Legos are one of the most popular toys of all time. According to TED Fellow Ayah Bdeir, who delivered a speech at the famed conference in Long Beach, California this week, there are more than 400 billion of the little blocks in the world, or 75 for every person on earth. The brilliance of Legos is that they are not a single toy, but a platform for creation with nearly endless possibilities, making them one of the best teaching tools ever.
No innovator is an island unto themselves; all entrepreneurs and innovators have supporters behind the scenes, helping them succeed. This year during the TED conference, three of those supporters teamed up to give the world an inside peak at the entrepreneurial ideas churning just underneath the TED surface.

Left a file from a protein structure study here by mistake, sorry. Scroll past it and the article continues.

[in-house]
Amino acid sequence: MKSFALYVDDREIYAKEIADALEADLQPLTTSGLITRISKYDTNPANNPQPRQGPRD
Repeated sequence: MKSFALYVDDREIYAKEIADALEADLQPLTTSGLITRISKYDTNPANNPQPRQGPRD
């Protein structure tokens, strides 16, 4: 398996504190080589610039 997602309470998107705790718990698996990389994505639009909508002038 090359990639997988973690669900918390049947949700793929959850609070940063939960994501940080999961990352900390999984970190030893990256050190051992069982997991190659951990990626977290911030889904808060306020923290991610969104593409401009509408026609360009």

The big idea behind the Global Village Construction Set is that everyone everywhere should have access to the key tools for creating human civilization.
At the end of years of study and the completion of a PhD in fusion physics, Polish-born TED2011 Fellow Marcin Jakubowski found himself feeling like he was, to use his words, "useless." Believing he needed to get past a consumer lifestyle, he moved to middle America to begin farming. After buying (and then breaking, and breaking again) a tractor, he began to wonder what were the truly essential machines at the core of every society. And even more, he began to wonder why, if open source software had had such powerful impacts, there wasn't an equivalent for the essential hardware of civilization?